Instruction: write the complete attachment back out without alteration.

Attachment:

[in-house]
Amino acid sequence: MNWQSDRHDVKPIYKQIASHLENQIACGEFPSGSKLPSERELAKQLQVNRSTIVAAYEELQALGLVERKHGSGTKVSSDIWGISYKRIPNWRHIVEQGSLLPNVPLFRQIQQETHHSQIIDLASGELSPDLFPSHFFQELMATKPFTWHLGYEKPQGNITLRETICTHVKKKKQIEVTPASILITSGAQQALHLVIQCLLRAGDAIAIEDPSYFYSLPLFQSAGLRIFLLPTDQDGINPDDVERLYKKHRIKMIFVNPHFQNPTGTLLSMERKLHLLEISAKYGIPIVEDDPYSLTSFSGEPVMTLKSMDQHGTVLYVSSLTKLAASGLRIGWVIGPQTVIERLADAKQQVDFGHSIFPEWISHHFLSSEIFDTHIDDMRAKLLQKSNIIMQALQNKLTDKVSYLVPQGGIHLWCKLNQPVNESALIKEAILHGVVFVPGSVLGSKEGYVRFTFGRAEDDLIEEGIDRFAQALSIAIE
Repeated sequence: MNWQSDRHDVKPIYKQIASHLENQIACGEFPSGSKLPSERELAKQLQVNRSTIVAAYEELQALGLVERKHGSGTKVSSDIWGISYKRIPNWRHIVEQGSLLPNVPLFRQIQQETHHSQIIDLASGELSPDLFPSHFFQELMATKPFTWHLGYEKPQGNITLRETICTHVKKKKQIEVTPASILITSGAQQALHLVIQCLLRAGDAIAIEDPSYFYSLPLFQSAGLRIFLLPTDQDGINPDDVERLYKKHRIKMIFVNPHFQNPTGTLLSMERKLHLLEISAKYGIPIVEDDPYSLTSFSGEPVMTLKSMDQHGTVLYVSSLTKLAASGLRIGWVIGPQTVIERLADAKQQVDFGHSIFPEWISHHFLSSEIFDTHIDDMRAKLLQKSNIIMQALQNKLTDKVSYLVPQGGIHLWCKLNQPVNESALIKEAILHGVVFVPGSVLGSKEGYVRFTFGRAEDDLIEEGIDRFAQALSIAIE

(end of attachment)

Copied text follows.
[in-house]
Amino acid sequence: MNWQSDRHDVKPIYKQIASHLENQIACGEFPSGSKLPSERELAKQLQVNRSTIVAAYEELQALGLVERKHGSGTKVSSDIWGISYKRIPNWRHIVEQGSLLPNVPLFRQIQQETHHSQIIDLASGELSPDLFPSHFFQELMATKPFTWHLGYEKPQGNITLRETICTHVKKKKQIEVTPASILITSGAQQALHLVIQCLLRAGDAIAIEDPSYFYSLPLFQSAGLRIFLLPTDQDGINPDDVERLYKKHRIKMIFVNPHFQNPTGTLLSMERKLHLLEISAKYGIPIVEDDPYSLTSFSGEPVMTLKSMDQHGTVLYVSSLTKLAASGLRIGWVIGPQTVIERLADAKQQVDFGHSIFPEWISHHFLSSEIFDTHIDDMRAKLLQKSNIIMQALQNKLTDKVSYLVPQGGIHLWCKLNQPVNESALIKEAILHGVVFVPGSVLGSKEGYVRFTFGRAEDDLIEEGIDRFAQALSIAIE
Repeated sequence: MNWQSDRHDVKPIYKQIASHLENQIACGEFPSGSKLPSERELAKQLQVNRSTIVAAYEELQALGLVERKHGSGTKVSSDIWGISYKRIPNWRHIVEQGSLLPNVPLFRQIQQETHHSQIIDLASGELSPDLFPSHFFQELMATKPFTWHLGYEKPQGNITLRETICTHVKKKKQIEVTPASILITSGAQQALHLVIQCLLRAGDAIAIEDPSYFYSLPLFQSAGLRIFLLPTDQDGINPDDVERLYKKHRIKMIFVNPHFQNPTGTLLSMERKLHLLEISAKYGIPIVEDDPYSLTSFSGEPVMTLKSMDQHGTVLYVSSLTKLAASGLRIGWVIGPQTVIERLADAKQQVDFGHSIFPEWISHHFLSSEIFDTHIDDMRAKLLQKSNIIMQALQNKLTDKVSYLVPQGGIHLWCKLNQPVNESALIKEAILHGVVFVPGSVLGSKEGYVRFTFGRAEDDLIEEGIDRFAQALSIAIE